I would like to replace the microcontroller of an old gamepad with a Arduino/Teensy board. To do this, I need to connect all buttons and the output of the 4 potentiometers of the gamepad's joysticks to the Arduino.

Unfortunately, the potentiometers are not wired as voltage dividers but as variable resistors with a common source/ground pin:


simulate this circuit – Schematic created using CircuitLab

I could just put a constant resistor at the output of every potentiometer and read the voltage at this position, but then the voltage changes nonlinearly. The ADC resolution of the Arduino is not high enough to accurately measure such nonlinear curves.

Is there a way to linearly convert the resistance of the potentiometers into a voltage value to then read? I think it could be possible with pnp transistors as a constant current source, but im not sure how to wire it.

  • \$\begingroup\$ What are the minimum and maximum values of resistance that each potentiometer will produce? What is the "common pin" connected to? \$\endgroup\$ Apr 29, 2019 at 17:47
  • \$\begingroup\$ Not only should you worry about the ADC resolution but as well as the clock frequency of the microprocessor. Are you certain that the microprocessor you're replacing has the same clock frequency? You might get some delay in your game control mechanics. \$\endgroup\$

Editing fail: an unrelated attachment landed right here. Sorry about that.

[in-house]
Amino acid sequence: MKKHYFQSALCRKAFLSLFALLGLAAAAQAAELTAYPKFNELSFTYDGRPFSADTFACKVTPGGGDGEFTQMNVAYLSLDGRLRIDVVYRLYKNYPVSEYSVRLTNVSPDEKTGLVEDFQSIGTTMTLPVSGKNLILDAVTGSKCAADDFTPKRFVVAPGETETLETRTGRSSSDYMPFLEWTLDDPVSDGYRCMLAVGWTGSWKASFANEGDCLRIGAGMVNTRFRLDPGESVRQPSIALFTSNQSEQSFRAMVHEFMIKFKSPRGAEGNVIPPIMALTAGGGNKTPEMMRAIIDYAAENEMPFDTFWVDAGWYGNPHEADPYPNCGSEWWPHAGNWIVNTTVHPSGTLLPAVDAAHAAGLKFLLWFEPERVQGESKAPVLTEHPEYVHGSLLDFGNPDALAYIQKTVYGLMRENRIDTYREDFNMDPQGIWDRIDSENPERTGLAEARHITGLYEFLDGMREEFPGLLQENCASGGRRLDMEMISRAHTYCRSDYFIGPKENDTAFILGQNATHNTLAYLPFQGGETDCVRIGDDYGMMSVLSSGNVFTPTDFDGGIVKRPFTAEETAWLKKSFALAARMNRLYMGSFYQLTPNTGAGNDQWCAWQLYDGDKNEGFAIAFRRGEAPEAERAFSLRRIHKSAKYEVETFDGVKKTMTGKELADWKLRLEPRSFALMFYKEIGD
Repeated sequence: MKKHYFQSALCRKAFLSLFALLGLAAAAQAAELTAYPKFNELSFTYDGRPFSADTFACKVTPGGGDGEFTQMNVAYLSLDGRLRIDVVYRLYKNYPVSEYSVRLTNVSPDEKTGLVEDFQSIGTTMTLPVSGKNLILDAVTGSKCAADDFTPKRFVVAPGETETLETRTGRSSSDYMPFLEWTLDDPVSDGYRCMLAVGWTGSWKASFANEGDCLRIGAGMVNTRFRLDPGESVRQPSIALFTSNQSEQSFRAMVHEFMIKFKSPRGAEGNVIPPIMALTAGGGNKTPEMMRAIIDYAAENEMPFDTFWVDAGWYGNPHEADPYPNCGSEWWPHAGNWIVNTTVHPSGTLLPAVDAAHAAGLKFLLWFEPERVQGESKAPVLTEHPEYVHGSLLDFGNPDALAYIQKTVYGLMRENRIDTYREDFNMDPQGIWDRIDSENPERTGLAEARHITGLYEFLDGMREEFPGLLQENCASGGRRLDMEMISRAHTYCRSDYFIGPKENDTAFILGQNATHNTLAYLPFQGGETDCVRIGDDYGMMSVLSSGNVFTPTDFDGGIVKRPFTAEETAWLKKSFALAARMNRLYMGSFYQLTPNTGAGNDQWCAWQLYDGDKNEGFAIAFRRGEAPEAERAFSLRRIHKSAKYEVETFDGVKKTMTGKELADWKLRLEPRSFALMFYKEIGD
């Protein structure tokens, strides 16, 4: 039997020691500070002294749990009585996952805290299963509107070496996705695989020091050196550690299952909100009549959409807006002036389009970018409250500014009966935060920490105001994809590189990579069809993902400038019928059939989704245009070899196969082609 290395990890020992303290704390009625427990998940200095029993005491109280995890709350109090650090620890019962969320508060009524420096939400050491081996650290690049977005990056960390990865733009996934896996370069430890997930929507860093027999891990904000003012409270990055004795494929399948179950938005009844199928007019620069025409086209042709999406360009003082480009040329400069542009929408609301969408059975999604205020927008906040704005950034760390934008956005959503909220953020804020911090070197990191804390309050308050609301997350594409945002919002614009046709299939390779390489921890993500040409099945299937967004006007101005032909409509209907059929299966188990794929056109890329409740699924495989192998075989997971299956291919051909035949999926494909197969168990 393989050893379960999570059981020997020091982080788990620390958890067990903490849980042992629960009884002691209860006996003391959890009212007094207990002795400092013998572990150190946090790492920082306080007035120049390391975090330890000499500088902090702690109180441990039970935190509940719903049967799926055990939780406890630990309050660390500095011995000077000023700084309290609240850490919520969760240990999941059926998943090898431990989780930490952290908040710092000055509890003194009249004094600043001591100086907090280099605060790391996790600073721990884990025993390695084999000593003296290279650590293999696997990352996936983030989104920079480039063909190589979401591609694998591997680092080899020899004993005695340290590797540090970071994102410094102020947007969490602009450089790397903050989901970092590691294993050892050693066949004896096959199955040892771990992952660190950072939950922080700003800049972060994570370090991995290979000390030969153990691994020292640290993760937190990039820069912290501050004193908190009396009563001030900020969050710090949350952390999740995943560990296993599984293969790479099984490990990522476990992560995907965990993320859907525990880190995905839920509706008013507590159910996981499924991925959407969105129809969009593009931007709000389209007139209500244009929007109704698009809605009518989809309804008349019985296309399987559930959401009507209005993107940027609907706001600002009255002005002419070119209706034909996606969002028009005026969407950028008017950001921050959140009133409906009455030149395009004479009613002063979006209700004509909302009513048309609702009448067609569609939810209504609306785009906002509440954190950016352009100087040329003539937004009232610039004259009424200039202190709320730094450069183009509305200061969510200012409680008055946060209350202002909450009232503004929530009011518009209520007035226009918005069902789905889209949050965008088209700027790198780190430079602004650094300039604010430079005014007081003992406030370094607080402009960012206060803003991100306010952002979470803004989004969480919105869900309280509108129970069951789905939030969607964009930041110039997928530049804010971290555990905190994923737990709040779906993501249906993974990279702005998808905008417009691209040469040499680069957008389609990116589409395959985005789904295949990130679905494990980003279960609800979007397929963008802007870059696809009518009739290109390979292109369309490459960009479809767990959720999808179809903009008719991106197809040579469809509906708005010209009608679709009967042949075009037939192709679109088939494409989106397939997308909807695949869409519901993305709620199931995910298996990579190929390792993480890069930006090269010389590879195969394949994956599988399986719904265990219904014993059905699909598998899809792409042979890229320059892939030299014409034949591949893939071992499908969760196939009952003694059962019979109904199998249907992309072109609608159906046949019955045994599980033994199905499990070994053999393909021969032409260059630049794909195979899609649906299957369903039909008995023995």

– user103380
    Apr 29, 2019 at 18:41

2 Answers 2


Connect each variable resistor to its own fixed current sink. The value of the current should be slightly less than the value you get when you divide the supply voltage by the maximum resistance. Then the voltage drop across each one will be linearly proportional to its position.

Or you could tie the common point to ground and use current sources. Then the voltage drop will be ground-referenced.


Back in the day this was done with a NE558. A capacitor was charged through the variable resistance, and time it takes to charge is sent as a digital pulse. An Arduino or Teensy can very well perform the same.


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